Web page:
Teach Latin and Greek Suffixes
for Building Vocabulary

A basic knowledge of suffixes can increase vocabulary for students young and old. English words come from Latin and Greek roots. An understanding of just one common ending can have a significant effect on student performance in reading and writing.

If you teach one or two new word endings per month in a school year, your students will reap the rewards for a lifetime.

The Latin –fy:

Ever notice that words ending in –fy are verbs? That’s because -fy comes from a Latin verb meaning to make or to become.

To magnify is to make bigger. To reify is to make into a king. To fortify is to make stronger.

Not only are words ending in –fy always verbs, they are usually built on a Latin root word. See a list of words ending in -fy.

The Greek –logy:

The Greek word logos has many meanings, including reason, word, speech, and thought. In Ecclesiastical Greek, logos means the Word of God.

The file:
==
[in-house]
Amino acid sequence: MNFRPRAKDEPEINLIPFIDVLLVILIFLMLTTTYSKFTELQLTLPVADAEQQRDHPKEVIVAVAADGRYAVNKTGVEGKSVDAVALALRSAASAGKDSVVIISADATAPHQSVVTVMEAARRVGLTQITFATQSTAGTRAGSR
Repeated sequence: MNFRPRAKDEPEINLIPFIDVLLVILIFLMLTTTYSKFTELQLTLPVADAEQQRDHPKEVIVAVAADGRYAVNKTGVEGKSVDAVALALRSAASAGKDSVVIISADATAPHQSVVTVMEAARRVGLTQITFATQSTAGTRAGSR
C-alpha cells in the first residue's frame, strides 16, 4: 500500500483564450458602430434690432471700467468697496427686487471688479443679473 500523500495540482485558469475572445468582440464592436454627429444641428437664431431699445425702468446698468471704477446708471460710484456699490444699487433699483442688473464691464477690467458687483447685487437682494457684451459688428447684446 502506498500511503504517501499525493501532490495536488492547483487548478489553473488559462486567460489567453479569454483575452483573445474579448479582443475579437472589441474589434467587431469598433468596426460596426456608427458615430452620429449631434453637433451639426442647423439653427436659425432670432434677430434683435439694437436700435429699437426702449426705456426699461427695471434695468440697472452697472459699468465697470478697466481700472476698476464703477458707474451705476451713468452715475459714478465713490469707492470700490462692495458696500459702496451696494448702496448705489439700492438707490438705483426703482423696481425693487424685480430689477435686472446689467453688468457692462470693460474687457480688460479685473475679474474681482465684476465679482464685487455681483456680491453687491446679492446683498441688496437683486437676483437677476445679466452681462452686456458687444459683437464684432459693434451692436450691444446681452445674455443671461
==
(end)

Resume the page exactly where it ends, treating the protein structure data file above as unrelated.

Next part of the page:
While it is the root of English words such eulogy, logical, and prologue, as a suffix logos helps create hundreds, even thousands, of English derivatives.

Nearly every branch of science and medicine uses -logy to indicate a particular field of study or expertise – Biology, geology, psychology, etc. See a list of common sciences explained etymologically.

This word ending is also used to name collections, writings, doctrines, and theories – A trilogy, for example, or cryptology.

More Latin Endings:

  • -able, -ible
  • -ity, -ty
  • -tude
  • -ile
  • -escent
  • -ine
  • -tor
  • -acious
  • -ous

    More Greek Endings:

  • -oid
  • -cracy
  • -phobia
  • -mania
  • -philic
  • -itis
  • -orama
  • -algia

    See More Latin Roots

    Return from Suffixes to Vocabulary Lesson Plans